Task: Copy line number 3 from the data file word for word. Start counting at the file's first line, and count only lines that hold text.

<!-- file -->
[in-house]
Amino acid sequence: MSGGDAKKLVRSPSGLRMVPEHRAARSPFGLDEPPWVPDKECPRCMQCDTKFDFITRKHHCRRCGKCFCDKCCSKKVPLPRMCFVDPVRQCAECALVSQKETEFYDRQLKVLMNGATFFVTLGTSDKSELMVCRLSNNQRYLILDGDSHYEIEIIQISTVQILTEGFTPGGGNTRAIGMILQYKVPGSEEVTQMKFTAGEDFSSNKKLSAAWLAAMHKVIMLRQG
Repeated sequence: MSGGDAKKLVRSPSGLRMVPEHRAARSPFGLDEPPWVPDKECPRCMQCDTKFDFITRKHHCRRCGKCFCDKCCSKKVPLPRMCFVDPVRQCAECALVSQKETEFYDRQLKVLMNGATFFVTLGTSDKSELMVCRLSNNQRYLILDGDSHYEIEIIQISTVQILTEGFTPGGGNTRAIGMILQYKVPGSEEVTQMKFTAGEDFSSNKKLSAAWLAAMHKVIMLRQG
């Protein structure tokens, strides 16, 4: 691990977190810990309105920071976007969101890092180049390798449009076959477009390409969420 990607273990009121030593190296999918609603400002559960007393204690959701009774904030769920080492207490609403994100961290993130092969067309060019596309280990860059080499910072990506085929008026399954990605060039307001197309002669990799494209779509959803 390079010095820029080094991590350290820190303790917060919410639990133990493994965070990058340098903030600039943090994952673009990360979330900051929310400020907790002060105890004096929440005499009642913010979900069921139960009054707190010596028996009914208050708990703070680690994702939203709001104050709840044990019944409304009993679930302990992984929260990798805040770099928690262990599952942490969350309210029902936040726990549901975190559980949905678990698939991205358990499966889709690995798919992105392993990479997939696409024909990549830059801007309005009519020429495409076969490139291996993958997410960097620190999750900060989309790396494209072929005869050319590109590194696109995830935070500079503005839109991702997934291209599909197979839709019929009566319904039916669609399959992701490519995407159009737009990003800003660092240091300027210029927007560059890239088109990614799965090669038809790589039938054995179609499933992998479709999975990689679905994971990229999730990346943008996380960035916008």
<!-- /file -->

Repeated sequence: MSGGDAKKLVRSPSGLRMVPEHRAARSPFGLDEPPWVPDKECPRCMQCDTKFDFITRKHHCRRCGKCFCDKCCSKKVPLPRMCFVDPVRQCAECALVSQKETEFYDRQLKVLMNGATFFVTLGTSDKSELMVCRLSNNQRYLILDGDSHYEIEIIQISTVQILTEGFTPGGGNTRAIGMILQYKVPGSEEVTQMKFTAGEDFSSNKKLSAAWLAAMHKVIMLRQG